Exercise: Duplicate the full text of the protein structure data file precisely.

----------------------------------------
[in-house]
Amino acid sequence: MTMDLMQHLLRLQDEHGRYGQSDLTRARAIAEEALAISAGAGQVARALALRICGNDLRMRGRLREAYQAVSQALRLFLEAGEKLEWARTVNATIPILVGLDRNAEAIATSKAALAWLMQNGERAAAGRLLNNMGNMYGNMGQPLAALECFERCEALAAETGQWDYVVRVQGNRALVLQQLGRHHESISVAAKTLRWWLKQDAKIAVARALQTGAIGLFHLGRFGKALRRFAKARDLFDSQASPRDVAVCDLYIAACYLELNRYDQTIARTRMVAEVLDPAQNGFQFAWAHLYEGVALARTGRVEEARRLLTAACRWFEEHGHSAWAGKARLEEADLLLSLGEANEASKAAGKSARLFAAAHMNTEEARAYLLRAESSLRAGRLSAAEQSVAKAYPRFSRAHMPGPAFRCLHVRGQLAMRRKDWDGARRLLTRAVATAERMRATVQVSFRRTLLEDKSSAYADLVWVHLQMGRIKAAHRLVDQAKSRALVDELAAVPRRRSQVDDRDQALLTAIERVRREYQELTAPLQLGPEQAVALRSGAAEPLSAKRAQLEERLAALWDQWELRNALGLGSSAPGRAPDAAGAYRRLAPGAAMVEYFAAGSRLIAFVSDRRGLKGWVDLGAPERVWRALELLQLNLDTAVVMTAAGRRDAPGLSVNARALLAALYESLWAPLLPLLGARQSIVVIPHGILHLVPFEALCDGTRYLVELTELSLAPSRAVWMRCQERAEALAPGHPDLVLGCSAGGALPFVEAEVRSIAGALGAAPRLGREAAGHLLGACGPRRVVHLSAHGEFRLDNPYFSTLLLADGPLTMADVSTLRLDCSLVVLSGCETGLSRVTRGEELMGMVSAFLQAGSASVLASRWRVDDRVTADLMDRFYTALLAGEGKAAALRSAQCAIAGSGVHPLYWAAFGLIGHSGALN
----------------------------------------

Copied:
[in-house]
Amino acid sequence: MTMDLMQHLLRLQDEHGRYGQSDLTRARAIAEEALAISAGAGQVARALALRICGNDLRMRGRLREAYQAVSQALRLFLEAGEKLEWARTVNATIPILVGLDRNAEAIATSKAALAWLMQNGERAAAGRLLNNMGNMYGNMGQPLAALECFERCEALAAETGQWDYVVRVQGNRALVLQQLGRHHESISVAAKTLRWWLKQDAKIAVARALQTGAIGLFHLGRFGKALRRFAKARDLFDSQASPRDVAVCDLYIAACYLELNRYDQTIARTRMVAEVLDPAQNGFQFAWAHLYEGVALARTGRVEEARRLLTAACRWFEEHGHSAWAGKARLEEADLLLSLGEANEASKAAGKSARLFAAAHMNTEEARAYLLRAESSLRAGRLSAAEQSVAKAYPRFSRAHMPGPAFRCLHVRGQLAMRRKDWDGARRLLTRAVATAERMRATVQVSFRRTLLEDKSSAYADLVWVHLQMGRIKAAHRLVDQAKSRALVDELAAVPRRRSQVDDRDQALLTAIERVRREYQELTAPLQLGPEQAVALRSGAAEPLSAKRAQLEERLAALWDQWELRNALGLGSSAPGRAPDAAGAYRRLAPGAAMVEYFAAGSRLIAFVSDRRGLKGWVDLGAPERVWRALELLQLNLDTAVVMTAAGRRDAPGLSVNARALLAALYESLWAPLLPLLGARQSIVVIPHGILHLVPFEALCDGTRYLVELTELSLAPSRAVWMRCQERAEALAPGHPDLVLGCSAGGALPFVEAEVRSIAGALGAAPRLGREAAGHLLGACGPRRVVHLSAHGEFRLDNPYFSTLLLADGPLTMADVSTLRLDCSLVVLSGCETGLSRVTRGEELMGMVSAFLQAGSASVLASRWRVDDRVTADLMDRFYTALLAGEGKAAALRSAQCAIAGSGVHPLYWAAFGLIGHSGALN